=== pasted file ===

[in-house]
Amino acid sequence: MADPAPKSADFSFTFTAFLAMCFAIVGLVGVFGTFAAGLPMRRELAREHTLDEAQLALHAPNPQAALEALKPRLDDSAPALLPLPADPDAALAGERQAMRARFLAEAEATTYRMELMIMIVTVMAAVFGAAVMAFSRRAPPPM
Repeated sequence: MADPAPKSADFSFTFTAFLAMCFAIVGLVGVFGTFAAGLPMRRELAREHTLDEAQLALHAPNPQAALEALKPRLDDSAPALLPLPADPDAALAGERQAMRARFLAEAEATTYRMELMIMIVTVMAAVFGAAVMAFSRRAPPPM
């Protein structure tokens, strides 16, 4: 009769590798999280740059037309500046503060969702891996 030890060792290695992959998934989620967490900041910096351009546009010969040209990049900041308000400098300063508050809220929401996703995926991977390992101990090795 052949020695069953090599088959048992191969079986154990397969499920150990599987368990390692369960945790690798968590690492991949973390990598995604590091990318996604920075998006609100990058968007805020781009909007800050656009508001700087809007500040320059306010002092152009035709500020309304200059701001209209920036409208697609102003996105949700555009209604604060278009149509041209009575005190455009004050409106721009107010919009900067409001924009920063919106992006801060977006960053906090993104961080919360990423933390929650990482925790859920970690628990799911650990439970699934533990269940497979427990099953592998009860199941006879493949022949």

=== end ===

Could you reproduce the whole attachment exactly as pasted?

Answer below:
[in-house]
Amino acid sequence: MADPAPKSADFSFTFTAFLAMCFAIVGLVGVFGTFAAGLPMRRELAREHTLDEAQLALHAPNPQAALEALKPRLDDSAPALLPLPADPDAALAGERQAMRARFLAEAEATTYRMELMIMIVTVMAAVFGAAVMAFSRRAPPPM
Repeated sequence: MADPAPKSADFSFTFTAFLAMCFAIVGLVGVFGTFAAGLPMRRELAREHTLDEAQLALHAPNPQAALEALKPRLDDSAPALLPLPADPDAALAGERQAMRARFLAEAEATTYRMELMIMIVTVMAAVFGAAVMAFSRRAPPPM
């Protein structure tokens, strides 16, 4: 009769590798999280740059037309500046503060969702891996 030890060792290695992959998934989620967490900041910096351009546009010969040209990049900041308000400098300063508050809220929401996703995926991977390992101990090795 052949020695069953090599088959048992191969079986154990397969499920150990599987368990390692369960945790690798968590690492991949973390990598995604590091990318996604920075998006609100990058968007805020781009909007800050656009508001700087809007500040320059306010002092152009035709500020309304200059701001209209920036409208697609102003996105949700555009209604604060278009149509041209009575005190455009004050409106721009107010919009900067409001924009920063919106992006801060977006960053906090993104961080919360990423933390929650990482925790859920970690628990799911650990439970699934533990269940497979427990099953592998009860199941006879493949022949």